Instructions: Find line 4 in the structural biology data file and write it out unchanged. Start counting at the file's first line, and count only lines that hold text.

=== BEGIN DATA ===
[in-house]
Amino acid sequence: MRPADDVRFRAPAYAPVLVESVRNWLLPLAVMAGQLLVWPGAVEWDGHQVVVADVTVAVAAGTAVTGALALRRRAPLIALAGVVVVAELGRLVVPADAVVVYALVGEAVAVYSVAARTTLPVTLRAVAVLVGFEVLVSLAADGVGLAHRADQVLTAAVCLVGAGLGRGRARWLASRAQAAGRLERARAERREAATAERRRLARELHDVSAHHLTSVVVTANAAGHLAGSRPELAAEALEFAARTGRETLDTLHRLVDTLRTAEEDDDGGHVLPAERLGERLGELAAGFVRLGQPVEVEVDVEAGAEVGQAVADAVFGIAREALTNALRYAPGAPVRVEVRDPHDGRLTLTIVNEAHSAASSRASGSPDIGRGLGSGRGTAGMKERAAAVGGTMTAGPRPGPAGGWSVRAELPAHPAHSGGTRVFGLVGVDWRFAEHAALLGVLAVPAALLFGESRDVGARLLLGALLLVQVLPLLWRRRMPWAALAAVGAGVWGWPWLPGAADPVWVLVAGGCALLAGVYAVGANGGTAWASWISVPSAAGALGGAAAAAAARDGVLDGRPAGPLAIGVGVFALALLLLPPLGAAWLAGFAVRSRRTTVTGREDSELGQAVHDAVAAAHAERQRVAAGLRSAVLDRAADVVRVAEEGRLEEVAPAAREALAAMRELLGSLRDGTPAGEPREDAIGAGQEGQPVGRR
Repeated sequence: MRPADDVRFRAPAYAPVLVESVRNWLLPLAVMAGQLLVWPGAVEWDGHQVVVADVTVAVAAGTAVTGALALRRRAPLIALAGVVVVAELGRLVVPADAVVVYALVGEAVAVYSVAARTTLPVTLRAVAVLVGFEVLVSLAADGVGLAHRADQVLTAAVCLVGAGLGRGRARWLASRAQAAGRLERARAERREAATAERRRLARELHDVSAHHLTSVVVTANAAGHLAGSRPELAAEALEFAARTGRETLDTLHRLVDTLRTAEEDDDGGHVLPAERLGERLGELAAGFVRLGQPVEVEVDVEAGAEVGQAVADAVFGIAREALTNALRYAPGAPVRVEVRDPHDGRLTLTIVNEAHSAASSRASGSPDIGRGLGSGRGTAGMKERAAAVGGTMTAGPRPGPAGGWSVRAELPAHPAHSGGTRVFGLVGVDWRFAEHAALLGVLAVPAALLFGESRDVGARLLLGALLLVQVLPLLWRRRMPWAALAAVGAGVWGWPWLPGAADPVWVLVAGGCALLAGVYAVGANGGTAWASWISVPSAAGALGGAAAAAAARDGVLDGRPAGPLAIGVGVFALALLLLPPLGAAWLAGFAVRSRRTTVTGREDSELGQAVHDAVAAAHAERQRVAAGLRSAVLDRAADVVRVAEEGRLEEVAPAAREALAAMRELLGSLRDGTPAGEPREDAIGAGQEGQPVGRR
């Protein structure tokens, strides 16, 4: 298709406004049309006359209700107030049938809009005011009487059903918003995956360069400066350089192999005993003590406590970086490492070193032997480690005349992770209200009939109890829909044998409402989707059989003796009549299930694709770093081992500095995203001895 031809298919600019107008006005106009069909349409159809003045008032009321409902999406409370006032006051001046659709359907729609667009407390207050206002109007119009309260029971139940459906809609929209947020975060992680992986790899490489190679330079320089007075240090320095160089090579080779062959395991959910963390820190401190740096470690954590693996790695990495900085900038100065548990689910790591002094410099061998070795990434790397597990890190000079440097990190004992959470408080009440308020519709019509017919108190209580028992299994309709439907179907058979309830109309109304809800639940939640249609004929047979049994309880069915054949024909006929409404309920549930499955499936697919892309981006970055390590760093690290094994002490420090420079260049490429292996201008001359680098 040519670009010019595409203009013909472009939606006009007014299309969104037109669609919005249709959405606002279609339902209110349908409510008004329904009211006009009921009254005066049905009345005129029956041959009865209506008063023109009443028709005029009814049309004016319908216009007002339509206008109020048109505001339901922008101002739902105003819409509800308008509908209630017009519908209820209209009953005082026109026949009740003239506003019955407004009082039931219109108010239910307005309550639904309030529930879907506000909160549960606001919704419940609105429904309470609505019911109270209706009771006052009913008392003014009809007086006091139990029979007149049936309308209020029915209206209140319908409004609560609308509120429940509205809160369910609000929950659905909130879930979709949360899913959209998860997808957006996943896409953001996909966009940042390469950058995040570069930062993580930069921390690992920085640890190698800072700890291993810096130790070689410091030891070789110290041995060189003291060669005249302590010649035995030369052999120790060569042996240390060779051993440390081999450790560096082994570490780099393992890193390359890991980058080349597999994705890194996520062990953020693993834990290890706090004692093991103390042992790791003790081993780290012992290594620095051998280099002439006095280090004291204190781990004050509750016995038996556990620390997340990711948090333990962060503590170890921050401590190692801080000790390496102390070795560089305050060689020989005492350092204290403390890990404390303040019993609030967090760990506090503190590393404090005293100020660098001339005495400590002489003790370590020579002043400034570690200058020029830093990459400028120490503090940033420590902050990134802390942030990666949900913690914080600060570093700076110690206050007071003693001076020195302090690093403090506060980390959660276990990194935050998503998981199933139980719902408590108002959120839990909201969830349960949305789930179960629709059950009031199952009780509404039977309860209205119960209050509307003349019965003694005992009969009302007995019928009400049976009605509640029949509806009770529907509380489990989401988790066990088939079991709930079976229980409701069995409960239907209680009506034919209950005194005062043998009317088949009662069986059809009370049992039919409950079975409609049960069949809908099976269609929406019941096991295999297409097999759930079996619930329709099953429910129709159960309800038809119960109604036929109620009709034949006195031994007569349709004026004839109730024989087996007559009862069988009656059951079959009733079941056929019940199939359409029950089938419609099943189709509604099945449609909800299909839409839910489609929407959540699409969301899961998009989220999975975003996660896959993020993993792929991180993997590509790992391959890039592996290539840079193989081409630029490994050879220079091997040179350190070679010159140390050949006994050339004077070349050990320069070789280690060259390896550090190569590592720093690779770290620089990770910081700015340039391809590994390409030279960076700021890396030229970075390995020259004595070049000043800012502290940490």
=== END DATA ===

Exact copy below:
């Protein structure tokens, strides 16, 4: 298709406004049309006359209700107030049938809009005011009487059903918003995956360069400066350089192999005993003590406590970086490492070193032997480690005349992770209200009939109890829909044998409402989707059989003796009549299930694709770093081992500095995203001895 031809298919600019107008006005106009069909349409159809003045008032009321409902999406409370006032006051001046659709359907729609667009407390207050206002109007119009309260029971139940459906809609929209947020975060992680992986790899490489190679330079320089007075240090320095160089090579080779062959395991959910963390820190401190740096470690954590693996790695990495900085900038100065548990689910790591002094410099061998070795990434790397597990890190000079440097990190004992959470408080009440308020519709019509017919108190209580028992299994309709439907179907058979309830109309109304809800639940939640249609004929047979049994309880069915054949024909006929409404309920549930499955499936697919892309981006970055390590760093690290094994002490420090420079260049490429292996201008001359680098 040519670009010019595409203009013909472009939606006009007014299309969104037109669609919005249709959405606002279609339902209110349908409510008004329904009211006009009921009254005066049905009345005129029956041959009865209506008063023109009443028709005029009814049309004016319908216009007002339509206008109020048109505001339901922008101002739902105003819409509800308008509908209630017009519908209820209209009953005082026109026949009740003239506003019955407004009082039931219109108010239910307005309550639904309030529930879907506000909160549960606001919704419940609105429904309470609505019911109270209706009771006052009913008392003014009809007086006091139990029979007149049936309308209020029915209206209140319908409004609560609308509120429940509205809160369910609000929950659905909130879930979709949360899913959209998860997808957006996943896409953001996909966009940042390469950058995040570069930062993580930069921390690992920085640890190698800072700890291993810096130790070689410091030891070789110290041995060189003291060669005249302590010649035995030369052999120790060569042996240390060779051993440390081999450790560096082994570490780099393992890193390359890991980058080349597999994705890194996520062990953020693993834990290890706090004692093991103390042992790791003790081993780290012992290594620095051998280099002439006095280090004291204190781990004050509750016995038996556990620390997340990711948090333990962060503590170890921050401590190692801080000790390496102390070795560089305050060689020989005492350092204290403390890990404390303040019993609030967090760990506090503190590393404090005293100020660098001339005495400590002489003790370590020579002043400034570690200058020029830093990459400028120490503090940033420590902050990134802390942030990666949900913690914080600060570093700076110690206050007071003693001076020195302090690093403090506060980390959660276990990194935050998503998981199933139980719902408590108002959120839990909201969830349960949305789930179960629709059950009031199952009780509404039977309860209205119960209050509307003349019965003694005992009969009302007995019928009400049976009605509640029949509806009770529907509380489990989401988790066990088939079991709930079976229980409701069995409960239907209680009506034919209950005194005062043998009317088949009662069986059809009370049992039919409950079975409609049960069949809908099976269609929406019941096991295999297409097999759930079996619930329709099953429910129709159960309800038809119960109604036929109620009709034949006195031994007569349709004026004839109730024989087996007559009862069988009656059951079959009733079941056929019940199939359409029950089938419609099943189709509604099945449609909800299909839409839910489609929407959540699409969301899961998009989220999975975003996660896959993020993993792929991180993997590509790992391959890039592996290539840079193989081409630029490994050879220079091997040179350190070679010159140390050949006994050339004077070349050990320069070789280690060259390896550090190569590592720093690779770290620089990770910081700015340039391809590994390409030279960076700021890396030229970075390995020259004595070049000043800012502290940490």